Call for proposals: Research paper on the impact of the Syrian war on the communities of Daraa

Submission no later than March 31, 2024.




The Konrad-Adenauer-Stiftung (KAS) is a political foundation of the Federal Republic of Germany. With more than 100 offices worldwide, KAS fosters international cooperation and development and promotes the principles of liberal democracy and social market economy. The KAS Lebanon Office, founded in 2015 in Beirut, works on topics with political, social and economic relevance in Lebanon. In addition to that, KAS Lebanon deals with issues of forced displacement, flight and migration in the Levant. Especially the repercussions of the civil war in Syria are felt throughout the region and need to be addressed if tenable solutions for greater stability and prosperity ought to be found. In this regard, the KAS Lebanon Office seeks to implement projects and further knowledge that address the root causes of flight and migration as well as related ramifications for affectedpopulations in the region.


Research Context

The city of Daraa is widely known as the “cradle of the Syrian revolution”. Since the outbreak of the war in March 2011, the city as well as the governorate of Daraa have seen protracted fighting and large-scale destruction. The area has remained a hotbed for violence and lawlessness even after 2018, when the Syrian Army retook the province and a reconciliation agreement with opposition factions and local dignitaries was made. Yet, the governorate remains volatile as the Assad regime continues to carry out military operations, arrest campaigns and other oppressive tactics against the local population. Instability and public frustration last cumulated in August 2023 when a new wave of protests fueled by widespread economic grievances spilled over from the neighboring Suwayda province to Daraa and beyond.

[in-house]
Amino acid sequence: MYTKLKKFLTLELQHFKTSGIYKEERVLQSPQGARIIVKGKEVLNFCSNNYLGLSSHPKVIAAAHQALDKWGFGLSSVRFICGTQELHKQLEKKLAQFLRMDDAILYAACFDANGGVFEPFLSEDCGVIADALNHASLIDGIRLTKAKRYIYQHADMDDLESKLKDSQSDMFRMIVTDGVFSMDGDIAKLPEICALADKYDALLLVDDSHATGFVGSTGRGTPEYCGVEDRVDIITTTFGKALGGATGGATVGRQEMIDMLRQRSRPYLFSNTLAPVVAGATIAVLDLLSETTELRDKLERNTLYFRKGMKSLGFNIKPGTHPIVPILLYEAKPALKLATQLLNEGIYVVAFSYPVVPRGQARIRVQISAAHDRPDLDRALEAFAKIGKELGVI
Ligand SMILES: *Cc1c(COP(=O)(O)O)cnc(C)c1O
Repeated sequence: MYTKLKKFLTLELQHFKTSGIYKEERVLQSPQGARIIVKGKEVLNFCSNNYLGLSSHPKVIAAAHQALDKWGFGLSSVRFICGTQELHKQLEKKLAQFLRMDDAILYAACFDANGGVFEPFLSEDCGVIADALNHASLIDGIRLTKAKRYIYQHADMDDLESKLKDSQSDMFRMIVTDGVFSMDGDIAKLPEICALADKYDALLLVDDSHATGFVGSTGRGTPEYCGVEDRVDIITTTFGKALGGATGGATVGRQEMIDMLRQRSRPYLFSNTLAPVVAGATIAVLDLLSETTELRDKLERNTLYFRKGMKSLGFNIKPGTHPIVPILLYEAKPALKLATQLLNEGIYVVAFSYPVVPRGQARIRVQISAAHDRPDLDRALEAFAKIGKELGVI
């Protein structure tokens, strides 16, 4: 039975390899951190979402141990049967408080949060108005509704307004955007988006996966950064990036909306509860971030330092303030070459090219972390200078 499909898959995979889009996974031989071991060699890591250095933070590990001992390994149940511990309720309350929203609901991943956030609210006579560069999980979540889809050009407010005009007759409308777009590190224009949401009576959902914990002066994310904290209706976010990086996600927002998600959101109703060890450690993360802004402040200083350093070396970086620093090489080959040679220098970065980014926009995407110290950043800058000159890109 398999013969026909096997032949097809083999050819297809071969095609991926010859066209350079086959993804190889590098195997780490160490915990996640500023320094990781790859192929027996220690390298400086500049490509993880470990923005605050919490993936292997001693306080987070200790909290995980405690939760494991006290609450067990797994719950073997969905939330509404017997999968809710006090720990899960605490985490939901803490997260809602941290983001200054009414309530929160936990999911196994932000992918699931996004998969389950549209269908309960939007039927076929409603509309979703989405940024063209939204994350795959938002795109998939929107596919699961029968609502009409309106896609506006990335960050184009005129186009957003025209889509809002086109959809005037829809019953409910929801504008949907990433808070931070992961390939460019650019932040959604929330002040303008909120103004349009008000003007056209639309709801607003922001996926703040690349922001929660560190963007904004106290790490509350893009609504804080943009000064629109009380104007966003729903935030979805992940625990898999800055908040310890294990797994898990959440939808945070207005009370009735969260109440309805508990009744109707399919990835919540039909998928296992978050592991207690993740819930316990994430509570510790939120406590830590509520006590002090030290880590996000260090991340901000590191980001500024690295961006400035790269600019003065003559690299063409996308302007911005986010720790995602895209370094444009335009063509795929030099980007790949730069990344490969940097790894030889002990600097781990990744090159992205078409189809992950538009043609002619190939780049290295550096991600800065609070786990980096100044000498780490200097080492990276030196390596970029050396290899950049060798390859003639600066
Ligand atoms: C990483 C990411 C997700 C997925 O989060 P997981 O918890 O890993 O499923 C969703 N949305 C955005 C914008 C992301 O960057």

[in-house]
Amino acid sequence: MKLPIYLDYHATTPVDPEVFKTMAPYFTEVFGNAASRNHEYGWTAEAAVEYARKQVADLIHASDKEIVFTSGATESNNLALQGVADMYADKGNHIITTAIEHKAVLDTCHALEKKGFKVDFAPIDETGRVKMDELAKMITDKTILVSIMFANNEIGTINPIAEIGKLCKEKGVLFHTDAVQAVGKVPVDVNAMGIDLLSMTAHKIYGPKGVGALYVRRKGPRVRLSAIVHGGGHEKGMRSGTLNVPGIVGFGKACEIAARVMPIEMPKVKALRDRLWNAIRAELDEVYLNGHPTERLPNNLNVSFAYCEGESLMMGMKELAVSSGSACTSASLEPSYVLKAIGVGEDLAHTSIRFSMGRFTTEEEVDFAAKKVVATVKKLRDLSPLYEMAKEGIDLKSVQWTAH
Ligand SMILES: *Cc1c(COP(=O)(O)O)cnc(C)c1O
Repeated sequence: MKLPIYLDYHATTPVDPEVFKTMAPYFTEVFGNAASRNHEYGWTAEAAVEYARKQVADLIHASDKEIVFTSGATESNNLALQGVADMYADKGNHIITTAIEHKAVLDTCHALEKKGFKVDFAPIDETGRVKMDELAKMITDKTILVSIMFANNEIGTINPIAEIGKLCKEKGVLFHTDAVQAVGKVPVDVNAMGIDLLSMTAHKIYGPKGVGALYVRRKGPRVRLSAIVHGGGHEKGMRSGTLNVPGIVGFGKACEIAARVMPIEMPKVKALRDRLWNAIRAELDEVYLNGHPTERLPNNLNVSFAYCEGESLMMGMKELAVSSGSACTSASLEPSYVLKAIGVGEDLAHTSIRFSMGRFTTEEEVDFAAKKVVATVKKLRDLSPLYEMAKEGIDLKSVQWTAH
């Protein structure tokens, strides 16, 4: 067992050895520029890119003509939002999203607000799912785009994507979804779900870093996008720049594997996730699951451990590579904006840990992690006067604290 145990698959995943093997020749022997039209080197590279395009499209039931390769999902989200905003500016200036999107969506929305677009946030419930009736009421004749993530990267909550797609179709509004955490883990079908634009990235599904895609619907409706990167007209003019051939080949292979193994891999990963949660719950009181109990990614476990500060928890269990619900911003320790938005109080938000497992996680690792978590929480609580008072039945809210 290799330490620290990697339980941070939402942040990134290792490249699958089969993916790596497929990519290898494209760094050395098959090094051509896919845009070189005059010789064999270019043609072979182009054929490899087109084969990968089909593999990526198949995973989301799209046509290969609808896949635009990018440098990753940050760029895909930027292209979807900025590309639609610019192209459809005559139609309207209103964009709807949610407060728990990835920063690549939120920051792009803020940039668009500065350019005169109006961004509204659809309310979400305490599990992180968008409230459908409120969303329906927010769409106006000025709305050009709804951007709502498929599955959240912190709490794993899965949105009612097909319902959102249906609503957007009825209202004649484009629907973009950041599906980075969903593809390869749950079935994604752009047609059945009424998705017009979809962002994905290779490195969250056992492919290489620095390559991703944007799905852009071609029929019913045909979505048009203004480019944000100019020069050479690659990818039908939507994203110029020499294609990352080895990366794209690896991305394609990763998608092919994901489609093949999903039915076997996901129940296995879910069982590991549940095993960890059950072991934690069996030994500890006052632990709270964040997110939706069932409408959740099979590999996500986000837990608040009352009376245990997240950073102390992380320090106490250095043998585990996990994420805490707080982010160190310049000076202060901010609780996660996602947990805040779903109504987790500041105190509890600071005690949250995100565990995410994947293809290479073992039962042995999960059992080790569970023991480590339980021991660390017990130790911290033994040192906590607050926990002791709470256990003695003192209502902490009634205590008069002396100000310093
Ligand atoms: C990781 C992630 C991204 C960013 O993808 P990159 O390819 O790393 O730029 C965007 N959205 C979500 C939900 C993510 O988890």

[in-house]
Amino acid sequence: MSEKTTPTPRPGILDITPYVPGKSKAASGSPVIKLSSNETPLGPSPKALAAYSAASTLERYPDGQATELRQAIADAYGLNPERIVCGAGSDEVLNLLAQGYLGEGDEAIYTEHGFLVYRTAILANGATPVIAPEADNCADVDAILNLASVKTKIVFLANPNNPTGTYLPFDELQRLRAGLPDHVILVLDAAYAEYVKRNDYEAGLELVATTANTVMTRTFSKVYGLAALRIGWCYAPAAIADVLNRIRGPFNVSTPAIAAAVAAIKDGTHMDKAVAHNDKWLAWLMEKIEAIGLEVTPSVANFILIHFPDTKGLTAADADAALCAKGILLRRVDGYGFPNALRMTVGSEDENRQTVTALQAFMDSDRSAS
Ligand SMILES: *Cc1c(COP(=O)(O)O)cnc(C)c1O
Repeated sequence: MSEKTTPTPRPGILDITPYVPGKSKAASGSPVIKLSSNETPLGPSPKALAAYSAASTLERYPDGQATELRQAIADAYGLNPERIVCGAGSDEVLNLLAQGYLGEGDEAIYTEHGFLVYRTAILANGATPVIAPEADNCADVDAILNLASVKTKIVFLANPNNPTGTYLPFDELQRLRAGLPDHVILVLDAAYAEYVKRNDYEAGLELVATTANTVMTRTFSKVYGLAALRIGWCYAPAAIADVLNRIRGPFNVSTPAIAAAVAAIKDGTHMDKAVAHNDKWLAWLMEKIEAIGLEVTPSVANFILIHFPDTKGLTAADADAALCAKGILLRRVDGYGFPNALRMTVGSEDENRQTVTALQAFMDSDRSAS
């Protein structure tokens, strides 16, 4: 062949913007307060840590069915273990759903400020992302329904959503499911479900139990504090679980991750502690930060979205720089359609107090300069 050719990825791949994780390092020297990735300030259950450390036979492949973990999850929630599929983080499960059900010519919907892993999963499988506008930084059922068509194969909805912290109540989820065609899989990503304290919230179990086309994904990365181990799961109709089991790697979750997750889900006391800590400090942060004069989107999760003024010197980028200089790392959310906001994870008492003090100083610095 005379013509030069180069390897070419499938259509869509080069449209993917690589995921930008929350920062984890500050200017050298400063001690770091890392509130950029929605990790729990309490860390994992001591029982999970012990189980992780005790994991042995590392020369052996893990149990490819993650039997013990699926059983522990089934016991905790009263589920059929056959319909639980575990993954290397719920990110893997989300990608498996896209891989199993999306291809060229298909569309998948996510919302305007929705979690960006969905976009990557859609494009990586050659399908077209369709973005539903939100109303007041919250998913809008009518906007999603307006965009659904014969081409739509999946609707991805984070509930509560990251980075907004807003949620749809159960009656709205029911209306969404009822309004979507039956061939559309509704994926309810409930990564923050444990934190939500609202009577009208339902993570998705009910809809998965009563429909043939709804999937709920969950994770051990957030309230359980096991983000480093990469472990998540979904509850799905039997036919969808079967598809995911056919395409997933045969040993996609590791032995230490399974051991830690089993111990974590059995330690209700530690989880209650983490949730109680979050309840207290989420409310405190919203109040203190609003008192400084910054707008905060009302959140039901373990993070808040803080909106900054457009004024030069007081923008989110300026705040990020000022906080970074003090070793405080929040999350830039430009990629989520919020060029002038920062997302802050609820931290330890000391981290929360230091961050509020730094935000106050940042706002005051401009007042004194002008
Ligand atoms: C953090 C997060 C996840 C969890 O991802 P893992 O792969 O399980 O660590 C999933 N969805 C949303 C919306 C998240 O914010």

Taken together, the war dynamics of the past 12 years have irreversibly changed Daraa’s communal dynamics and social fabric. The fact that the Syrian uprising began in Daraa cannot least be attributed to the fact that Assad’s neo-liberal reforms of the 2000s largely alienated the Sunni majority in the governorate. Since then, the sustained conflict and deliberate instrumentalization of ethnic and religious groups by the Assad regime have manufactured heightened division, amongst others, between minority communities and the Sunni majority of Daraa. For instance, a significant portion of the region’s Christian communities fled as they feared persecution from both Assad’s regime and Syrian opposition forces. Despite efforts by Moscow to return Syrian Christians to south-west Syria after the 2018 reconciliation deal, only a fraction of those who left came back. Similarly, proposals to return members of Daraa’s Shia and Alawite communities have been rejected by local authorities, citing concerns over Hezbollah and Iranian militias infiltration. Furthermore, tribalism played a significant role in the establishment of militant Islamic factions along clan structures in Daraa. On a socioeconomic level, the war economy has altered the function of such traditional family ties. On one hand, family and clan solidarity has been a means of survival such as through the pooling of resources during the height of the war. It has also enabled the establishment of (civil society) organizations that could provide for basic needs in the absence of public services. On the other hand, foreign criminal groups have also relied on local actors, especially those with family ties spanning across borders into Jordan, for illicit activities such as drug and weapon smuggling.